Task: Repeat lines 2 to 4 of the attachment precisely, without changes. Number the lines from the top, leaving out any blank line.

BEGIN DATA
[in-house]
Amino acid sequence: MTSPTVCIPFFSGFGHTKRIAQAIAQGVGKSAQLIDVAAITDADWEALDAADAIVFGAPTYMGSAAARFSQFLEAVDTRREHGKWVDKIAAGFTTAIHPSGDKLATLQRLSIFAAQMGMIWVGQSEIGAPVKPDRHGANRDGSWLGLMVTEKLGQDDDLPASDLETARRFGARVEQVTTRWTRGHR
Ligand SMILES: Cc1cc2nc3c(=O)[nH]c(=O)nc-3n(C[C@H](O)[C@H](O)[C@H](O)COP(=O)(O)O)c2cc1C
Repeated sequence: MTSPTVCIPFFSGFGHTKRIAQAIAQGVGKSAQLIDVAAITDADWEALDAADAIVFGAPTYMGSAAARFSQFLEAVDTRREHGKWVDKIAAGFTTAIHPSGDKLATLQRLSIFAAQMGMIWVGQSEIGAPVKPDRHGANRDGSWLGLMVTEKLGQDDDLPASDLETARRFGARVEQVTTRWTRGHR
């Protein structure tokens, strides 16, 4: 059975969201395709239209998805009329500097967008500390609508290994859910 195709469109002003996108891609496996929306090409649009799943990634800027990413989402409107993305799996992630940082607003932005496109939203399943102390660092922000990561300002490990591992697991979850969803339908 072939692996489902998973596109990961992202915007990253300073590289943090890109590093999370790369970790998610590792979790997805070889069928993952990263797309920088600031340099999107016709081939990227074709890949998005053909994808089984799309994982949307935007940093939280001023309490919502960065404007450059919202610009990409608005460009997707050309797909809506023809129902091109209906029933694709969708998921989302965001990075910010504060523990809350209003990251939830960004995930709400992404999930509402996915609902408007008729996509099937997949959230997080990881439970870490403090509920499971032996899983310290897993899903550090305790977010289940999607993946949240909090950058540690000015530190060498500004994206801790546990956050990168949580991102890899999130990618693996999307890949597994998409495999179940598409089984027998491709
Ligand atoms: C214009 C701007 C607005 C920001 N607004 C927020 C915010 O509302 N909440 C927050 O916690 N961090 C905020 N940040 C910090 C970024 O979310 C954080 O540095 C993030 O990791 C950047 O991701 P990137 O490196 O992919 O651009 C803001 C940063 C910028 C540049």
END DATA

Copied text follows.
Amino acid sequence: MTSPTVCIPFFSGFGHTKRIAQAIAQGVGKSAQLIDVAAITDADWEALDAADAIVFGAPTYMGSAAARFSQFLEAVDTRREHGKWVDKIAAGFTTAIHPSGDKLATLQRLSIFAAQMGMIWVGQSEIGAPVKPDRHGANRDGSWLGLMVTEKLGQDDDLPASDLETARRFGARVEQVTTRWTRGHR
Ligand SMILES: Cc1cc2nc3c(=O)[nH]c(=O)nc-3n(C[C@H](O)[C@H](O)[C@H](O)COP(=O)(O)O)c2cc1C
Repeated sequence: MTSPTVCIPFFSGFGHTKRIAQAIAQGVGKSAQLIDVAAITDADWEALDAADAIVFGAPTYMGSAAARFSQFLEAVDTRREHGKWVDKIAAGFTTAIHPSGDKLATLQRLSIFAAQMGMIWVGQSEIGAPVKPDRHGANRDGSWLGLMVTEKLGQDDDLPASDLETARRFGARVEQVTTRWTRGHR